Forthcoming

"Freeing yourself was one thing; claiming ownership of that freed self was another." author Toni Morrison (1931- 05.08.2019)

“If I tell the story, I control the version. Because if I tell the story, I can make you laugh, and I would rather have you laugh at me than feel sorry for me”; Nora Ephron, author/comedian

"Make your story count". Michelle Obama

"Social pain is understood through the lens of racial animus". Researcher/author Sean McElwee writing in Salon, 2016

"We are citizens, not subjects. We have the right to criticize government without fear."  Chelsea Manning; activist/whisleblower

“My father was a slave and my people died to build this country, and I’m going to stay right here and have a part of it, just like you, And no fascist minded people, like you, will drive me from it. Is that clear?” Paul Robeson; activist/singer

“We have a system of justice in this country that treats you much better if you're rich and guilty than if you're poor and innocent”. from civil rights attorney Bryan Stevenson

“This Fourth of July is yours, not mine. You may rejoice, I must mourn. To drag a man in fetters into the grand illuminated temple of liberty, and call upon him to join you in joyous anthems, were inhuman mockery and sacrilegious irony. Do you mean, citizens, to mock me, by asking me to speak today?” Frederick Douglass, WHAT TO THE SLAVE IS 4TH JULY? 07.05.1852 (full text in blog)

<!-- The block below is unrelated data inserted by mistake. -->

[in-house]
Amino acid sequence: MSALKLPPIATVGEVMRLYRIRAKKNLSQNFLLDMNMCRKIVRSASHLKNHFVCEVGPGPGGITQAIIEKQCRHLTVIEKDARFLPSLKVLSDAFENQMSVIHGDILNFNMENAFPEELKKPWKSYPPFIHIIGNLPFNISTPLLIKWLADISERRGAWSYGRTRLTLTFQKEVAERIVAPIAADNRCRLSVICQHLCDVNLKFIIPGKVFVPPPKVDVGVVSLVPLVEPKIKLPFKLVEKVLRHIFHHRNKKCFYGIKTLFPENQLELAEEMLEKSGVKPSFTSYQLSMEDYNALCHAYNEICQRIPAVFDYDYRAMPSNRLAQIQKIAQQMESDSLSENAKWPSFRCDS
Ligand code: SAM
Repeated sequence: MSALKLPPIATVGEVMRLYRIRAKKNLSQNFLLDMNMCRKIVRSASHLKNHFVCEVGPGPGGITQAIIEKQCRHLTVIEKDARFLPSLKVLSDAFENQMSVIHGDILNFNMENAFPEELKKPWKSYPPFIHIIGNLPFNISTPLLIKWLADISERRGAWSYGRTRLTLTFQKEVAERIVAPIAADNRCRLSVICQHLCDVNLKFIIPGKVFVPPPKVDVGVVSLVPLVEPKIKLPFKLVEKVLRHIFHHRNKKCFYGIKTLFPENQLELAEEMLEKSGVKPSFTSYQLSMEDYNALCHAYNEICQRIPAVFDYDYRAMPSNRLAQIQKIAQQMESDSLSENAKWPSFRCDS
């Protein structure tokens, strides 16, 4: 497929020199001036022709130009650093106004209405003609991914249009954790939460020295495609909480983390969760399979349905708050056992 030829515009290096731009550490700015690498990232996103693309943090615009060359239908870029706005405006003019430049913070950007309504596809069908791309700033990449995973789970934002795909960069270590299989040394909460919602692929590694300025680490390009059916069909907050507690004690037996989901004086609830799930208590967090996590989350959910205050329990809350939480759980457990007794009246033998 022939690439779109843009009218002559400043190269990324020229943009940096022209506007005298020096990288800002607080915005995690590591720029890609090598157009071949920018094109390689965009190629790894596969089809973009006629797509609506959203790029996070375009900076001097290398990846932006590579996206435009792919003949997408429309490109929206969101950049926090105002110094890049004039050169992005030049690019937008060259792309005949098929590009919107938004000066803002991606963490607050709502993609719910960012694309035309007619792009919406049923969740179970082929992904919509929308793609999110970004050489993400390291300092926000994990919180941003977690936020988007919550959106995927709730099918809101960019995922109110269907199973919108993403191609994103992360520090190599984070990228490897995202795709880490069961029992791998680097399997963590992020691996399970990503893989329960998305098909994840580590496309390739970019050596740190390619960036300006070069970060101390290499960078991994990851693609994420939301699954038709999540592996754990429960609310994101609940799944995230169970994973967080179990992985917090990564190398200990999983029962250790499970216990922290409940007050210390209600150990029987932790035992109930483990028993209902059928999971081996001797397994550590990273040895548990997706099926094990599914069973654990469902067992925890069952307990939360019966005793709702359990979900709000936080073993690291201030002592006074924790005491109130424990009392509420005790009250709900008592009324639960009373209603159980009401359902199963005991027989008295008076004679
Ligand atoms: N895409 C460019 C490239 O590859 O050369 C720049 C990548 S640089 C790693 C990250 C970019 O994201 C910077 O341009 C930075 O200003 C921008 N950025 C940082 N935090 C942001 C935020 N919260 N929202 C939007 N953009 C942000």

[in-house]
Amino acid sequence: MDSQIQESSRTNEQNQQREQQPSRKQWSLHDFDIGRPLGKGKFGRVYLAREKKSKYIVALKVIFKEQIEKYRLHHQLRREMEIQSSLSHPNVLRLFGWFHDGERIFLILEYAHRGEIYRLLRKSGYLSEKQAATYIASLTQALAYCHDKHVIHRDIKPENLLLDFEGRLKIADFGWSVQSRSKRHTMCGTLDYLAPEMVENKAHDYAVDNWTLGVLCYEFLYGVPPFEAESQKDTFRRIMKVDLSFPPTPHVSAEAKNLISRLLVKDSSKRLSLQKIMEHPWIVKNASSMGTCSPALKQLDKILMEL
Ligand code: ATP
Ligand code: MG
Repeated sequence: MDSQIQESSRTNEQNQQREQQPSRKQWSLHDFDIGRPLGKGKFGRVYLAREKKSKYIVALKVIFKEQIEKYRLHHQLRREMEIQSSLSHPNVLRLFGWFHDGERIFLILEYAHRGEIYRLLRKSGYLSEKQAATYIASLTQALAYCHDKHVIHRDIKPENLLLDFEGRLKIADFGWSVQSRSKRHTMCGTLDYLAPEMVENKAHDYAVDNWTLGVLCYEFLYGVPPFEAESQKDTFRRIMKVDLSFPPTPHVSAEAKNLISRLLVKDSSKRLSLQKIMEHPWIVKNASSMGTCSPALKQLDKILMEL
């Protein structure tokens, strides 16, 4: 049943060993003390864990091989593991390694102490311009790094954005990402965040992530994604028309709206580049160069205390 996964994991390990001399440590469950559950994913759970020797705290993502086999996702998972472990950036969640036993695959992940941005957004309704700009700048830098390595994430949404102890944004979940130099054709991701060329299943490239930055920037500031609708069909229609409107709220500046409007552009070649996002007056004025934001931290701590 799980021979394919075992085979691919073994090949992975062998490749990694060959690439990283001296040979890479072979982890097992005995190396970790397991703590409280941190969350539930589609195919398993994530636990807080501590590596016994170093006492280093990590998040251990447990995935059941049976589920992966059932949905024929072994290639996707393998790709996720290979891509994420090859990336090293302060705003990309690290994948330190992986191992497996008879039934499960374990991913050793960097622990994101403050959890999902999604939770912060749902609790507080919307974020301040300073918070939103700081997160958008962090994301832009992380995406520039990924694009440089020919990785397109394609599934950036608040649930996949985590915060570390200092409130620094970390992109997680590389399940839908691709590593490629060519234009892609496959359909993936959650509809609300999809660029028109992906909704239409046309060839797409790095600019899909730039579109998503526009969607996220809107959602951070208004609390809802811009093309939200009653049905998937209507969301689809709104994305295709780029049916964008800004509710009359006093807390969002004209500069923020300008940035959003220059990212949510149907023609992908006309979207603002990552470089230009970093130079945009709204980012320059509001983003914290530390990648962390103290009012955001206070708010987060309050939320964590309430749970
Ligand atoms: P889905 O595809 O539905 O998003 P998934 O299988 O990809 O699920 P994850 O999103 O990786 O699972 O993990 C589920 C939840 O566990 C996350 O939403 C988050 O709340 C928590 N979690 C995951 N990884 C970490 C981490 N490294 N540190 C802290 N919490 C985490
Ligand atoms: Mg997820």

Senator Elizabeth Warren "We're a country that is built on our differences; that is our strength, not our weakness"

 

"We are more alike than we are different"v  Maya Angelou

As a Black writer, I was expected to accept the role of victim. That made it difficult in the beginning to be a writer.      James Baldwin

I often feel that there must have been something that I should’ve done that I didn’t do. But I can’t identify what it is that I didn’t do. That’s the first difficulty. And the second is, what makes you think you’re it?   

         Harry Belafonte, activist and singer at 89

 

It ain't what you don't know that gets you into trouble; It's what you know for sure that just ainst so.

Mark Twain

 

You can't be brave if you've only had wonderful things happen to you.

Mary Tyler Moore

 

 You can’t defend Christianity by being against refugees and other religions

Pope Francis:

 

"I don't have to be what you want me to be". Muhammad Ali

"The Secret of Living Well and Longer: eat half, walk double, laugh triple, and love without measure"  attributed to Tibetan sources

Recent audio posts include interviews with Rumi interpreter Shahram Shiva, London-based author Aamer Hussein, South African Muslim scholar, professor Farid Esack, and Iraqi journalist Nermeen Al-Mufti's brief account of Kirkuk City history. Your comments on our blogs are always welcome.

 

Libya war means "Africom, here I come!"

2011-03-31

by Barbara Nimri Aziz

America’s pet AFRICOM needs a home—if not by coercion, then by war. 

It’s not really about oil. It’s about a nice little piece of real estate strategically located in Africa. Just a few hundred square miles would be fine, hardly noticeable among the vast stretches of uninhabited (sic) Sahara, for example. 

For the past decade American military strategists have been house-hunting. They desperately need a continental base for their Africa regional military command, known as AFRICOM.